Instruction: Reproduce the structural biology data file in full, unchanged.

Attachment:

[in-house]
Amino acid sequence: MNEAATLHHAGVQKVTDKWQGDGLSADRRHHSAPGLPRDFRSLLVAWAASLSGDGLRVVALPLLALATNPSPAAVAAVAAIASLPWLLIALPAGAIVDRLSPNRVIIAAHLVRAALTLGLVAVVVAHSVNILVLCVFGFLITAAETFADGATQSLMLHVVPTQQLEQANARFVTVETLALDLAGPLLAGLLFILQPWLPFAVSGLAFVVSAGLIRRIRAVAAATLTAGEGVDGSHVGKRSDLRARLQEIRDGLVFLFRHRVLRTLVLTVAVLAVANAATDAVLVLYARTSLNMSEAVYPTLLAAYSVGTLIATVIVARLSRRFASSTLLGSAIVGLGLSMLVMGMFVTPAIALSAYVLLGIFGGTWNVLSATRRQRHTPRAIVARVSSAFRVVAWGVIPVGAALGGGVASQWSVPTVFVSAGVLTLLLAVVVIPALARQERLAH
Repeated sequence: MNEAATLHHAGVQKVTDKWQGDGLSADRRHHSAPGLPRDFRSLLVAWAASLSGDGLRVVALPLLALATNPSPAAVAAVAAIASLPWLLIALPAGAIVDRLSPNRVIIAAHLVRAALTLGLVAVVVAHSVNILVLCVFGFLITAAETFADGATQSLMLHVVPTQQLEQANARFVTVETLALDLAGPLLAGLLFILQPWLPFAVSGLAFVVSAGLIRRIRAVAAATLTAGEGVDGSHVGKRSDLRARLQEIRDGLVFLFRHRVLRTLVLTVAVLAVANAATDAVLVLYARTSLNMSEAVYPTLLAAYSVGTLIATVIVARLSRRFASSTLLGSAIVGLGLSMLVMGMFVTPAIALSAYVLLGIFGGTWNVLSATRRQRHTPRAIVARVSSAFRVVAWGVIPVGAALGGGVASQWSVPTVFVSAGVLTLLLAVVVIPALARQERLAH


[in-house]
Amino acid sequence: MNEAATLHHAGVQKVTDKWQGDGLSADRRHHSAPGLPRDFRSLLVAWAASLSGDGLRVVALPLLALATNPSPAAVAAVAAIASLPWLLIALPAGAIVDRLSPNRVIIAAHLVRAALTLGLVAVVVAHSVNILVLCVFGFLITAAETFADGATQSLMLHVVPTQQLEQANARFVTVETLALDLAGPLLAGLLFILQPWLPFAVSGLAFVVSAGLIRRIRAVAAATLTAGEGVDGSHVGKRSDLRARLQEIRDGLVFLFRHRVLRTLVLTVAVLAVANAATDAVLVLYARTSLNMSEAVYPTLLAAYSVGTLIATVIVARLSRRFASSTLLGSAIVGLGLSMLVMGMFVTPAIALSAYVLLGIFGGTWNVLSATRRQRHTPRAIVARVSSAFRVVAWGVIPVGAALGGGVASQWSVPTVFVSAGVLTLLLAVVVIPALARQERLAH
Repeated sequence: MNEAATLHHAGVQKVTDKWQGDGLSADRRHHSAPGLPRDFRSLLVAWAASLSGDGLRVVALPLLALATNPSPAAVAAVAAIASLPWLLIALPAGAIVDRLSPNRVIIAAHLVRAALTLGLVAVVVAHSVNILVLCVFGFLITAAETFADGATQSLMLHVVPTQQLEQANARFVTVETLALDLAGPLLAGLLFILQPWLPFAVSGLAFVVSAGLIRRIRAVAAATLTAGEGVDGSHVGKRSDLRARLQEIRDGLVFLFRHRVLRTLVLTVAVLAVANAATDAVLVLYARTSLNMSEAVYPTLLAAYSVGTLIATVIVARLSRRFASSTLLGSAIVGLGLSMLVMGMFVTPAIALSAYVLLGIFGGTWNVLSATRRQRHTPRAIVARVSSAFRVVAWGVIPVGAALGGGVASQWSVPTVFVSAGVLTLLLAVVVIPALARQERLAH